Exploring learning disabilities: supporting belonging
Exploring learning disabilities: supporting belonging

Start this free course now. Just create an account and sign in. Enrol and complete the course for a free statement of participation or digital badge if available.

Free course

Exploring learning disabilities: supporting belonging

4 Challenges and benefits of delivering inclusive education

A number of factors can make it difficult to achieve inclusive education in practice, as you will learn in the next activity.

Activity 7 The difficulties of delivering inclusive education

Timing: Allow about 10 minutes

Watch Elaine Cowin, a Special Educational Needs Coordinator (SENCO), at an inner-city primary school, discussing some of the challenges she faces in her day-to-day work. Then complete the table below, reflecting on the challenges and benefits of delivering inclusive education.

Download this video clip.Video player: Video 5
Skip transcript: Video 5

Transcript: Video 5

ELAINE COWIN
Schools face a lot of challenges in delivering inclusive education, I think, starting off from things like funding because a child may come to your school with an educational health care plan, and that may be partially or fully funded. But even when it's fully funded, that doesn't actually cover all of the costs that it costs a school to provide something like a learning support assistant to support that child the whole day.
It may come with enough money to fund them for 3/4 or 4/5 of the amount of money that it covers. But you can't hire somebody for 3/4 of a day. You have to fund them for the whole day. So schools are financially run at a loss if they take children with educational health care plans. And that can add up.
If you only have one or two, then school budgets can manage that because they have certain allocated funding for doing that. But that doesn't grow with the amount of children with needs that you have. That's a fixed amount of money. So there's no financial incentive for schools to accept children with educational needs like that. In fact, it's exactly the opposite. You're running at a loss, sometimes quite considerably. And my school, particularly, struggles financially with that.
I think at the forefront of our ethos as a school is that we want our children to know that children with special needs are a part of our community and that they have as much right to be in our community as anybody else. And I also see the benefit for that, for all the children. It helps develop a real sense of empathy and understanding of everybody. And I also think it makes teachers better.
Essentially, if you're teaching children with special needs, you have to be a good teacher. You have to teach something well. And that impacts everybody. So there isn't anything I've learned from teaching children with special needs that I haven't been able to use for other children. So it's actually had great, positive benefits for our whole school.
End transcript: Video 5
Video 5
Interactive feature not available in single page view (see it in standard view).

Table 1 Challenges and benefits

ChallengesBenefits
To use this interactive functionality a free OU account is required. Sign in or register.
To use this interactive functionality a free OU account is required. Sign in or register.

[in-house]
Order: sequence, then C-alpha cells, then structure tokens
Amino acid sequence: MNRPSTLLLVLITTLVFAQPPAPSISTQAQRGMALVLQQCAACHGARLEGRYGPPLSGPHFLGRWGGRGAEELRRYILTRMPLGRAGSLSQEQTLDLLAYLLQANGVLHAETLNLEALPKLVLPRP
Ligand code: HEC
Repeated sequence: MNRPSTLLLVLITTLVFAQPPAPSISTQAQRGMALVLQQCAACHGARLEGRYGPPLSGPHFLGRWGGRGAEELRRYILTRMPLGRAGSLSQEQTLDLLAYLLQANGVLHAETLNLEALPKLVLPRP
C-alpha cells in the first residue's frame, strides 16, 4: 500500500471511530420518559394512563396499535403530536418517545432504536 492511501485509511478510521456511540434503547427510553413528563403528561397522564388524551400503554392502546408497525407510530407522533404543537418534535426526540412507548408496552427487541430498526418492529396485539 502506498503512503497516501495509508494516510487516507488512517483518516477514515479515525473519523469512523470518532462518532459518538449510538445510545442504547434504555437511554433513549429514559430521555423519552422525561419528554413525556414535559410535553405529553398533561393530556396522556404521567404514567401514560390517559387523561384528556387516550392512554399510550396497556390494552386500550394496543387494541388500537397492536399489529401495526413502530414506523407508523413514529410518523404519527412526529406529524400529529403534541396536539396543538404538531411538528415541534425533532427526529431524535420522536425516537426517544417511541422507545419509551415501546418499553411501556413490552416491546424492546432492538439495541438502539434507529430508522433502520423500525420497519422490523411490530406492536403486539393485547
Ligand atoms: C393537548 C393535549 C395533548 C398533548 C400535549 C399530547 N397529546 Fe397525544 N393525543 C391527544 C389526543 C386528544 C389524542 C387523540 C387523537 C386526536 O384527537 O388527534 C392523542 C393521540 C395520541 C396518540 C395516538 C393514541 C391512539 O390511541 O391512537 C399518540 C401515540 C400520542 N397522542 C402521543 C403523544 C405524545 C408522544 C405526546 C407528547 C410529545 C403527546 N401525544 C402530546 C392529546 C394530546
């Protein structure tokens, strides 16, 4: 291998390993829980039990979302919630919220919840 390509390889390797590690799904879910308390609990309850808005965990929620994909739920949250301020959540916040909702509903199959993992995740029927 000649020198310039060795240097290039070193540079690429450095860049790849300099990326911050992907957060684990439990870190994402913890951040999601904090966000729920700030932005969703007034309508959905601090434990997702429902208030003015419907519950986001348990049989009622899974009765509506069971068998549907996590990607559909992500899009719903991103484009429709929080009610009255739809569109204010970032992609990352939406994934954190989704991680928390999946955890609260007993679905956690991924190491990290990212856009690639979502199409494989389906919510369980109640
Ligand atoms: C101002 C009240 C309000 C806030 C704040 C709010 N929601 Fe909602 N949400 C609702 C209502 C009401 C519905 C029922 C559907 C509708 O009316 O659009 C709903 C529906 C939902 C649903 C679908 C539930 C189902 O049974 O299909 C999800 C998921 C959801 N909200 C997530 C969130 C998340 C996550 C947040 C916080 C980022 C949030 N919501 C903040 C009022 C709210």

Words: 0
Interactive feature not available in single page view (see it in standard view).

Answer

Table 1 Challenges and benefits (completed)

ChallengesBenefits
There is not enough funding to cover the full costs of educating some children with special educational needs and disabilities in mainstream schools. This means that inclusive schools can find themselves running at a financial loss.Elaine says that to effectively teach children with special education needs and disabilities, you need to teach well. This means the quality of teaching can be very high in inclusive schools, which benefits all students.

In Elaine Cowin’s experience, delivering inclusive education has benefits for the whole school. She argues that it can lead to higher quality teaching which impacts positively on all students. But you may have been surprised to hear about the funding issues which can mean schools who are inclusive run at a financial loss. Currently, it seems that for some schools, there are simply too many disincentives at play to enable them to deliver what is actually national – and international – education policy.

LD_1

Take your learning further

Making the decision to study can be a big step, which is why you'll want a trusted University. The Open University has 50 years’ experience delivering flexible learning and 170,000 students are studying with us right now. Take a look at all Open University courses.

If you are new to University-level study, we offer two introductory routes to our qualifications. You could either choose to start with an Access module, or a module which allows you to count your previous learning towards an Open University qualification. Read our guide on Where to take your learning next for more information.

Not ready for formal University study? Then browse over 1000 free courses on OpenLearn and sign up to our newsletter to hear about new free courses as they are released.

Every year, thousands of students decide to study with The Open University. With over 120 qualifications, we’ve got the right course for you.

Request an Open University prospectus371